Kelly Motorized Trails Project: more noise, more damage

The Kelly Motorized Trails project will stretch from Lake Mary Road to Munds Park, wrapping around Mountainaire, with trailheads on I-17 and Lake Mary Rd.

How do you feel about this project? Do you want to invite more ORV use to your National Forests? Do you feel like the current level of enforcement is enough to protect your public lands? Check it out:

Have something to say?  Send your comments on the plan to the Forest Service before Sept. 30, 2012, to

ImageUSDA photo

Coconino National Forest officials know they can’t possibly control off-road vehicles, so why add more?  Cross-Country Travel is Causing Resource Damage on the National Forest.

The Coconino National Forest has the greatest amount of nonmotorized recreational use of any northern and central Arizona forest. Less than 10% of Coconino National Forest users participate in motorized trail and Off-Highway Vehicle (OHV) use, while 70% or more wish to hike, walk, and view wildlife and natural features. Yet, only 0.6% of the Coconino National Forest outside of Wilderness is more than 2 miles from an open road. The Coconino National Forest recently finalized a plan to retain 3,100 miles of open roads, even though it can only afford to maintain 600 miles of roads. Where will the money come from?

Almost 1 out of 5 OHV users prefer not to stay on existing, well-defined roads. Most motorized users are not familiar with the rules and requirements of the Coconino National Forest, and drivers often trespass from established trails. For example, a USDA investigation found 73% of land managers on National Forest lands in the Pacific Southwest Region (Region 5) observed or received reports of recreation four-wheelers going off established roads and trails.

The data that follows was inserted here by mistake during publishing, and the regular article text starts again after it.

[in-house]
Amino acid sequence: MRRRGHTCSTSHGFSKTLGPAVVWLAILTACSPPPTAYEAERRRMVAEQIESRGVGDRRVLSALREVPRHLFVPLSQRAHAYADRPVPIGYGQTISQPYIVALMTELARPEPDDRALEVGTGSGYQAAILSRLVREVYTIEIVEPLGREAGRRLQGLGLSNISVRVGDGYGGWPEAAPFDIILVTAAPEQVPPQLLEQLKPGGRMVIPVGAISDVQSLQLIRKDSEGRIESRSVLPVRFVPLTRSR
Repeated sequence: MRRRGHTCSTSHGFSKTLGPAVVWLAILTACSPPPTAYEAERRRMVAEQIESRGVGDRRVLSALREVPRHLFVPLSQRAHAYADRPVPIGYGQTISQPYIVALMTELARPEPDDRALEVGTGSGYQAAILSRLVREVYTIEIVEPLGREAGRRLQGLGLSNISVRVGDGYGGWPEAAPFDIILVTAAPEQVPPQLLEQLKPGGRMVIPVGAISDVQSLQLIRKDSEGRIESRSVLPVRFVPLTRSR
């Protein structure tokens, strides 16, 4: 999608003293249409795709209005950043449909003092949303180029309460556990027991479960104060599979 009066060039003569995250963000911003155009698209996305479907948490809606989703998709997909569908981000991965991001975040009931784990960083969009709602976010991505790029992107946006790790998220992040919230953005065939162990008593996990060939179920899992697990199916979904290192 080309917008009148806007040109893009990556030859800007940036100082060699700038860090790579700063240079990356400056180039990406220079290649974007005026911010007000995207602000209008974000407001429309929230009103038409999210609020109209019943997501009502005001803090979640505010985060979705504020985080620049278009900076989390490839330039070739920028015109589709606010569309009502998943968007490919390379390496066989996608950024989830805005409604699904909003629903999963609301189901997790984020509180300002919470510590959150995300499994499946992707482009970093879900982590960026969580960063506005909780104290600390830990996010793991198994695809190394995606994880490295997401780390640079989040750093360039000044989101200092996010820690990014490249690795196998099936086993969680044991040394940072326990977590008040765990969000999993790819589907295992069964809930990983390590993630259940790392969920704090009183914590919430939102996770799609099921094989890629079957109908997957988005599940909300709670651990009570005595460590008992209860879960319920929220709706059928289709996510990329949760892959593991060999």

The Kelly Motorized Trails System is likely to become a destination location that will increase the total number of motorized vehicles in the area. Studies show that current motorized users in the Coconino National Forest are mostly local, and most visitors (both local and non-local) value quieter, more natural experiences. There is an abundance of user-created trails in this area, and it is unclear how creating new trails and inviting more users will prevent the ongoing proliferation of non-system trails. Trespass will be especially difficult to prevent because several of the roads in the project area are designated as dispersed camping areas. It will also be impossible to protect campers from continuous noise and dust. The Coulter Park area, for example, is very popular for camping.

This project, as planned, is a bad idea.


About Protect Grand Canyon

Sierra Club's Restore and Protect the Greater Grand Canyon Ecoregion Campaign. Looking out for the 11,400 species that live in & love Grand Canyon!

Posted on September 5, 2012, in Uncategorized. Bookmark the permalink. Leave a comment.

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